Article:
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From Tonimenen <tonime...@gmail.com>
Subject Re: Performance OpenJDK compared with SunJDK
Date Wed, 14 Dec 2011 21:47:30 GMT
Thanks all for the contribution to the issue,

Next week I will launch again the same test, and I will add GCLogs to Jmeter, and I will compare
GC results for both cases to see if really the JVM is working different.

Thks,

Toni

El 14/12/2011, a las 16:40, Peter Lin <woolfel@gmail.com> escribió:

> Great discussion by the way.
> 
> Before I talked to henrik, I had no clue how complex timers are in the
> JVM. It was too much info to fit in my brain and got GC-ed. I can only
> imagine what Azul is seeing with their hardware.
> 
> On Wed, Dec 14, 2011 at 10:33 AM, Kirk <kirk.pepperdine@gmail.com> wrote:
>> Well, I'm not sure why he's seeing a difference in performance. I've not spoken to
Henrik about timers so I can't comment on what he's telling you. I can only say that there
is currently an open CR w.r.t monotonic timers and there is some discussion on the subject
in the CR. I've also spoken to Cliff Click about Azul timers and to point to the confusion
here.. he was certain that the JDK was using the TSC, something that I was told by Charlie
Hunt wasn't the case. So I went digging to find out which of these two was right. Turns out
the answer is pretty complicated as it really depends on the OS and what the hardware has.
RedHat was the last to touch the OpenJDK timer code and they did so only in the Linux build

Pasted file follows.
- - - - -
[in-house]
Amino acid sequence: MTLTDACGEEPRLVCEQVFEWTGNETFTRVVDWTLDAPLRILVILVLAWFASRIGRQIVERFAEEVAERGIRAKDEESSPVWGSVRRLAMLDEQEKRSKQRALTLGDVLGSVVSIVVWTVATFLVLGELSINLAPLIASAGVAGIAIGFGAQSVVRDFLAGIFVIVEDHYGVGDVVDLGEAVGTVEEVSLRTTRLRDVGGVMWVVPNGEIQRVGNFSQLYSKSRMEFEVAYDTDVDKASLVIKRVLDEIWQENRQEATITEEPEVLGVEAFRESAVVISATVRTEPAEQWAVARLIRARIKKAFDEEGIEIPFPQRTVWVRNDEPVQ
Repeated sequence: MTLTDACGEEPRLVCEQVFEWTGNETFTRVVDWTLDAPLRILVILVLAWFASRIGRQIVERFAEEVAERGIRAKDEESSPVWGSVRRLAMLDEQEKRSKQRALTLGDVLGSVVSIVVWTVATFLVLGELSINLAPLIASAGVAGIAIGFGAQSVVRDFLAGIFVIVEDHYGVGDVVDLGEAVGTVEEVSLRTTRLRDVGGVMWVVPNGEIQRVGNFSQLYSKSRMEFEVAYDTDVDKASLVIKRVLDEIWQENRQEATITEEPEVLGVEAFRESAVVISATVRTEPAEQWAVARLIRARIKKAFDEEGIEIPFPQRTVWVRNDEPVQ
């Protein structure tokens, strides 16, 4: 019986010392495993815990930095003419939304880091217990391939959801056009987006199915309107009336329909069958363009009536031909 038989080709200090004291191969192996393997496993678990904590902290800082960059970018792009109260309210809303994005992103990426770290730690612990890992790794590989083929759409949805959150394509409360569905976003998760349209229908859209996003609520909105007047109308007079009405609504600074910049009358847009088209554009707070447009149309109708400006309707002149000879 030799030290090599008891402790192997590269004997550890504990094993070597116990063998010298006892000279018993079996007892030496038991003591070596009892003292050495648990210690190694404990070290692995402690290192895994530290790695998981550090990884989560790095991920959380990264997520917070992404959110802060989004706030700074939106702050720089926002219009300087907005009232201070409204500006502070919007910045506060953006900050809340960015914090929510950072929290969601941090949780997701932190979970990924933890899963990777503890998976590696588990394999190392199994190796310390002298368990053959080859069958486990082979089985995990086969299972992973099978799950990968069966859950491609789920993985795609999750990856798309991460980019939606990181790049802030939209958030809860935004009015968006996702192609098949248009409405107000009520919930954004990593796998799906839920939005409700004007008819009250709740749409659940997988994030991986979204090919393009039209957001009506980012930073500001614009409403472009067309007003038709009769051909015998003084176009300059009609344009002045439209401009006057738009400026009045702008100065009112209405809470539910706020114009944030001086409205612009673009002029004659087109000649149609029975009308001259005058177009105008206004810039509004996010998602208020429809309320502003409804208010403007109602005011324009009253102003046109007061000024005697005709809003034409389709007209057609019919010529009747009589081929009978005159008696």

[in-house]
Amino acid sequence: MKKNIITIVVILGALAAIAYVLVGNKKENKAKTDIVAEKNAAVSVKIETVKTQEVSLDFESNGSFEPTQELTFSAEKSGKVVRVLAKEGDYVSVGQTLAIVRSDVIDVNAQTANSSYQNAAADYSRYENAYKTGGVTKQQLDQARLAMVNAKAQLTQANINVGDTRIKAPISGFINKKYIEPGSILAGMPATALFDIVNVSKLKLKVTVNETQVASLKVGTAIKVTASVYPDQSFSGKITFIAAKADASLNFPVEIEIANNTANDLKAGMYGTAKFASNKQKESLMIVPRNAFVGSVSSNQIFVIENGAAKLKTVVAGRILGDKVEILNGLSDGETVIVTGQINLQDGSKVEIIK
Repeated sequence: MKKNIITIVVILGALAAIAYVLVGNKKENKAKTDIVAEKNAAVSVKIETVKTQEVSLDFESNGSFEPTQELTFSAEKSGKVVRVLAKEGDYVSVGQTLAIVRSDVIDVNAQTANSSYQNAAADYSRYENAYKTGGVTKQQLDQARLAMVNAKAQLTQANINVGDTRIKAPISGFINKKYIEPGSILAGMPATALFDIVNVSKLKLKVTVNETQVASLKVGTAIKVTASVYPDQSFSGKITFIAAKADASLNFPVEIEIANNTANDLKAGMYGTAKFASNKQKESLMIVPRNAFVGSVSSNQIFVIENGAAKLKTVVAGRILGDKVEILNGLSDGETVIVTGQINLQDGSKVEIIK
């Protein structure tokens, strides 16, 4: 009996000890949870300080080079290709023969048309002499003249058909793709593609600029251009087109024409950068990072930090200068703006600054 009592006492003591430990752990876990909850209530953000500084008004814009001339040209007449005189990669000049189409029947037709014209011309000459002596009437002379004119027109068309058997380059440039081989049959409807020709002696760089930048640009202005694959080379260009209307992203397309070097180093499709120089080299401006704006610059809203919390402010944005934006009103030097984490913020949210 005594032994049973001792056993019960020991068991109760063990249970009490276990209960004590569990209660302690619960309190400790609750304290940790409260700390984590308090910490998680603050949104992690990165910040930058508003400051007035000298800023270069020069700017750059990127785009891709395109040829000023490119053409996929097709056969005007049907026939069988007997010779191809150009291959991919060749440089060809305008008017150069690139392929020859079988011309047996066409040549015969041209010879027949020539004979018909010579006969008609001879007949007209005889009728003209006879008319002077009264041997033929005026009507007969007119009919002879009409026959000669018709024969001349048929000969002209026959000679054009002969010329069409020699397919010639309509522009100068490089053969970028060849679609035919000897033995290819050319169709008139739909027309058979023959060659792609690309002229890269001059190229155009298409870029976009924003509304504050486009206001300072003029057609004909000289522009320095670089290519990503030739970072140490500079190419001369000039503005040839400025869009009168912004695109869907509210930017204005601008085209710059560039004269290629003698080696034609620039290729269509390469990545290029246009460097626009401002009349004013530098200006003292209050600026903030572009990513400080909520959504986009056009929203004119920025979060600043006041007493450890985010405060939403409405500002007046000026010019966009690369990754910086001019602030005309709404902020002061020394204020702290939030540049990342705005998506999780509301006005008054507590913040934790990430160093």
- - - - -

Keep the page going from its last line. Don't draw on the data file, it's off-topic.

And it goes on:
and only to have the high res timer used if it was available.
>> 
>> Not a very clear picture.. and all of these timers come with their own set of faults..
which could be worked around if only we knew which one was being used  ;-)
>> 
>> And to add to the confusion is thread scheduler efficiency which comes into play....
and I'm very suspicious of hypervisor interference with thread scheduling.Azul has found some
very very weird (almost harmonic) interference patterns that can adversely  affect the ability
to utilize cores. Without access to proper counters it's almost impossible to say for sure
whats going on.
>> 
>> Regards,
>> Kirk
>> 
>> On Dec 14, 2011, at 4:09 PM, Peter Lin wrote:
>> 
>>> thanks kirk for digging up those details.
>>> 
>>> My memory is faulty, but that is basically what henrik told me back in
>>> 2006/2007. I had noticed a difference between System.currentTimeMillis
>>> and System.nanoTime on all JVM (sun, jrockit, ibm). Digging deeper,
>>> henrik explained to me that windows uses the high performance timer,
>>> which is considerably faster than linux timer.
>>> 
>>> I agree that more threads results in more pressure on the thread scheduler.
>>> 
>>> what got me curious is the user sees a difference between openJDK and
>>> sunJDK. perhaps there is some other process running on that linux
>>> system contributing to the extra CPU load.
>>> 
>>> 
>>> On Wed, Dec 14, 2011 at 10:00 AM, Kirk <kirk.pepperdine@gmail.com> wrote:
>>>>> 
>>>>> 
>>>>> Unfortunately it turns out that nanoTime drifts quite badly relative
>>>>> to currentTimeMillis, so currentTimeMillis has to be used to anchor
>>>>> that drift.
>>>>> Otherwise the times just don't add up properly.
>>>>> 
>>>>> The JMeter property "sampleresult.useNanoTime" can be set to "false"
>>>>> to disable the use of nanoTime.
>>>> 
>>>> Right, if nanoTime in Windows uses a TSC I would expect drift especially
on newer processors. Not all cores receive all clocks and since the value in the TSC * CPu
frequency is the current time, not having an accurate count of clocks would cause drift. currentTimeMillis
relying on a RTC would have smaller amounts of drift which would only be noticed between machines
(which would be correct with NTP). So your correction of drift would be consistent with this.
On Solaris, the drift between the TOD clock and the TSC is correct after a 1ms drift 125us
at a time. I think MS has attempted something similar (due to complaints from gamers) but
I'm not aware of the details.
>>>> 
>>>> Regards,
>>>> Kirk
>>>> 
>>>> 
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